Many young men who “had just finished high school [or even junior high] were also drafted,” he said.

One of them was Yona Degen (born in Ukraine in 1925), subject of the 2014 film Degen, which was premiered at the Armed Corps Memorial at Latrun.

The son of hard-core communists, Degen volunteered at 16, rising to command a tank platoon by age 20 – the only Soviet tank crew member ever accepted into the Association for Israeli Tankists to be honored for heroism.

“I enlisted in the Red Army voluntarily,” he said.

“Even children were strongly committed communists, and as a young communist I had to be the first.” About this experience Degen said simply, “I had to kill, and I didn’t think about it. I did what I had to do.”

“[As Jews] We felt like doomed men and we didn’t give a damn where we would be killed, in a tank attack in our own brigade or by shooting in a punishment battalion,” he recalled.

“I try not to think about these things but eight bullets and 14 shards make it impossible for me to forget those days,” he added.

“At 20 I stopped fighting,” Degen said, “and at 31 I started to think about Judaism.”

He began to “learn Tanach [the Jewish Bible].”

“Before that I had thought that it was all myth and nonsense, but then I saw that a great part of what was written had already taken place. For the next 13 years I was finally a Jew,” he said, “but I still remained a communist.

“There are many socialist positions in the Tanach, such as leaving the corner of the field for the poor,” he explained.

“Finally,” he continued, “13 years later, my son, 15 at the time, was reading a book on Mussolini. He opened to a section on Lenin and showed me the awful truth about what he had done. At first I was angry and did not want to face it,” Degen said.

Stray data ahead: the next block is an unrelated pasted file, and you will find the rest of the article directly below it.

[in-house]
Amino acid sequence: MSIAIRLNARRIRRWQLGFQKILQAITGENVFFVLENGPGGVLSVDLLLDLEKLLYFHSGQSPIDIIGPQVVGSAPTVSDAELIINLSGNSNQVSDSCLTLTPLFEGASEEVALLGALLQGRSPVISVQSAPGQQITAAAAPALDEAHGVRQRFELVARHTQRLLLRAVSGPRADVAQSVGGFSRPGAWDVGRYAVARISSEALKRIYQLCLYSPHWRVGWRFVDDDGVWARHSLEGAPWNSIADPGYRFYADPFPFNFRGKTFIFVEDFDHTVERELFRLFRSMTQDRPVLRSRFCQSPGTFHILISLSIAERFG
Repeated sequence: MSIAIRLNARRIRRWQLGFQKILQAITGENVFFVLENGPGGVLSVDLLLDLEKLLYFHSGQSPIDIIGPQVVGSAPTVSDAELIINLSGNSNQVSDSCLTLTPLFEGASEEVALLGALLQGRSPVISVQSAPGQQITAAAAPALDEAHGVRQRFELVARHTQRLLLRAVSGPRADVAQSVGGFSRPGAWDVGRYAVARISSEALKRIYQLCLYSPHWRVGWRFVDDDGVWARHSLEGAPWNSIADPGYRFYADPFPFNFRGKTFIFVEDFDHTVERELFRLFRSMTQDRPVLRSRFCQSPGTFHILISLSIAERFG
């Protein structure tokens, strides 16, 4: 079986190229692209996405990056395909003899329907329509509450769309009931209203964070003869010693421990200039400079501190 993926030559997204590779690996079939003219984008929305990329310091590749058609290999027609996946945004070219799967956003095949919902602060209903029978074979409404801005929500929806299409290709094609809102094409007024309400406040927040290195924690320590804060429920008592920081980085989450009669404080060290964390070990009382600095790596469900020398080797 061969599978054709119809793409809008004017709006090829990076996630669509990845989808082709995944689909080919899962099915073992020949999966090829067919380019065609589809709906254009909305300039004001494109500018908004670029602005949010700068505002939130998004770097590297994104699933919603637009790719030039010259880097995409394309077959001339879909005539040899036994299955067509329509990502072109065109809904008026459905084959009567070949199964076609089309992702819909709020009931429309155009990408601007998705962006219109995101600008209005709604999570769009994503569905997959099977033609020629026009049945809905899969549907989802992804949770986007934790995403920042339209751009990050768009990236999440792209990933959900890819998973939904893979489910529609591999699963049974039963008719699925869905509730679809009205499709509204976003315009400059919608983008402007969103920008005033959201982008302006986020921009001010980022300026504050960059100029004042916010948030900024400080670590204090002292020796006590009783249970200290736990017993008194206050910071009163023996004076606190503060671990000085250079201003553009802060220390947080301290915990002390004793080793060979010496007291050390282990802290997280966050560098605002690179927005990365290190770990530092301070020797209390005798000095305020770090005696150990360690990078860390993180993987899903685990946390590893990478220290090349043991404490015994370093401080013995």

He made aliya in 1977 and worked in orthopedics until his retirement 20 years later.

Until that time he rose to become a leading Soviet specialist in orthopedic trauma, beginning this career six years after he climbed out of a burning tank and was hit by shrapnel in both arms and both legs in 1945.

Degen had been seriously wounded in 1941, but volunteered again in 1942, only to be wounded that year (on a mission behind enemy lines, commanding an intelligence unit, aged 18).

He then studied for a commission in the 2nd Guards Tank Brigade and took part in the Belorussian offensive.

He was recommended for the honorary title of Hero of the Soviet Union, twice, yet on both occasions received a lesser award. He still ruminates on whether this was because he was a Jew.

He did, however, receive the Soviet Order of the Patriotic War medal for his role in the liberation of Vilnius in 1944.

Degen, who wrote poems during the war and continued to do so afterward, is author of several books of poetry and short stories, including Vilnius (1990), in which he writes: “For five days I was fighting in the [former] Jewish ghetto without having any idea that I was doing so.”

Since the fall of the FSU, Yad Vashem has achieved access to, and is able to work with, state and local archives.

The nonprofit Blavatnik Archive Foundation was founded in 2005 by US industrialist and philanthropist Len Blavatnik.

It is composed of some 90,000 physical and digital primary historical resources relating to 20th-century Jewish and world history – focusing on both world wars. The nonprofit is committed to sharing its holdings for research and education and is working on making its entire collection fully accessible online.